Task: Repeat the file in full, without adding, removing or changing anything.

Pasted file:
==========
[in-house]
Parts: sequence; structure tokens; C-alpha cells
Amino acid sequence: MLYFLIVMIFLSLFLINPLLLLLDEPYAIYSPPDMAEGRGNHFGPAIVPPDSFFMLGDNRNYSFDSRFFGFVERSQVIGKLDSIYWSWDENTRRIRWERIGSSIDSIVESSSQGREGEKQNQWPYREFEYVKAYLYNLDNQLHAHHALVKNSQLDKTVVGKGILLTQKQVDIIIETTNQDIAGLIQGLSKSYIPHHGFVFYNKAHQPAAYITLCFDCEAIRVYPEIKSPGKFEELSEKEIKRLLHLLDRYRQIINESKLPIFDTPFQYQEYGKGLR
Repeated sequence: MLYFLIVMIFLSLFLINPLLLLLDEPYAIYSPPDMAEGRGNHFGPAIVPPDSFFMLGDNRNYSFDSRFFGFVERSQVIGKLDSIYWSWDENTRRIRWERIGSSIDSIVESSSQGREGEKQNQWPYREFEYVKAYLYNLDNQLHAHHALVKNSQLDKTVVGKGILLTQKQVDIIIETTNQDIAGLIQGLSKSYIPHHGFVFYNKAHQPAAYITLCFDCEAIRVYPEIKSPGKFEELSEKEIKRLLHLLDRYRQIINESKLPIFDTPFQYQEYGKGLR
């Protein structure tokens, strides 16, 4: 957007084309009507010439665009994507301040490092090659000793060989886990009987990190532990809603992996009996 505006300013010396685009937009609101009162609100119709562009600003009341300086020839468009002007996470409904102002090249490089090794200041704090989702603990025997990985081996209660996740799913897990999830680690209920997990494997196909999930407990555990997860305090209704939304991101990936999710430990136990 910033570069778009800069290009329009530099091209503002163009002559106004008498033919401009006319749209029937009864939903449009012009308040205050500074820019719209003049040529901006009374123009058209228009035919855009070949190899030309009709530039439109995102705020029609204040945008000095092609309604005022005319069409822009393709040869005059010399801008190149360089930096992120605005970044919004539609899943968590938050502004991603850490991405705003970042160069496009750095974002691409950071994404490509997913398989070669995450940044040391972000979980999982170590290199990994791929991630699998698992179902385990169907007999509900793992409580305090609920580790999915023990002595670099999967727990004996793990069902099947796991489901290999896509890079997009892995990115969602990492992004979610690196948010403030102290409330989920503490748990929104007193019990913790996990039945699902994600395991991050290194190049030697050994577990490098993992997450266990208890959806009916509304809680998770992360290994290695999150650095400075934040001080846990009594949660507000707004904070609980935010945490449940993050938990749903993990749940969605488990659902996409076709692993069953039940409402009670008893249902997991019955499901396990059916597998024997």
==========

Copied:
[in-house]
Parts: sequence; structure tokens; C-alpha cells
Amino acid sequence: MLYFLIVMIFLSLFLINPLLLLLDEPYAIYSPPDMAEGRGNHFGPAIVPPDSFFMLGDNRNYSFDSRFFGFVERSQVIGKLDSIYWSWDENTRRIRWERIGSSIDSIVESSSQGREGEKQNQWPYREFEYVKAYLYNLDNQLHAHHALVKNSQLDKTVVGKGILLTQKQVDIIIETTNQDIAGLIQGLSKSYIPHHGFVFYNKAHQPAAYITLCFDCEAIRVYPEIKSPGKFEELSEKEIKRLLHLLDRYRQIINESKLPIFDTPFQYQEYGKGLR
Repeated sequence: MLYFLIVMIFLSLFLINPLLLLLDEPYAIYSPPDMAEGRGNHFGPAIVPPDSFFMLGDNRNYSFDSRFFGFVERSQVIGKLDSIYWSWDENTRRIRWERIGSSIDSIVESSSQGREGEKQNQWPYREFEYVKAYLYNLDNQLHAHHALVKNSQLDKTVVGKGILLTQKQVDIIIETTNQDIAGLIQGLSKSYIPHHGFVFYNKAHQPAAYITLCFDCEAIRVYPEIKSPGKFEELSEKEIKRLLHLLDRYRQIINESKLPIFDTPFQYQEYGKGLR
């Protein structure tokens, strides 16, 4: 957007084309009507010439665009994507301040490092090659000793060989886990009987990190532990809603992996009996 505006300013010396685009937009609101009162609100119709562009600003009341300086020839468009002007996470409904102002090249490089090794200041704090989702603990025997990985081996209660996740799913897990999830680690209920997990494997196909999930407990555990997860305090209704939304991101990936999710430990136990 910033570069778009800069290009329009530099091209503002163009002559106004008498033919401009006319749209029937009864939903449009012009308040205050500074820019719209003049040529901006009374123009058209228009035919855009070949190899030309009709530039439109995102705020029609204040945008000095092609309604005022005319069409822009393709040869005059010399801008190149360089930096992120605005970044919004539609899943968590938050502004991603850490991405705003970042160069496009750095974002691409950071994404490509997913398989070669995450940044040391972000979980999982170590290199990994791929991630699998698992179902385990169907007999509900793992409580305090609920580790999915023990002595670099999967727990004996793990069902099947796991489901290999896509890079997009892995990115969602990492992004979610690196948010403030102290409330989920503490748990929104007193019990913790996990039945699902994600395991991050290194190049030697050994577990490098993992997450266990208890959806009916509304809680998770992360290994290695999150650095400075934040001080846990009594949660507000707004904070609980935010945490449940993050938990749903993990749940969605488990659902996409076709692993069953039940409402009670008893249902997991019955499901396990059916597998024997």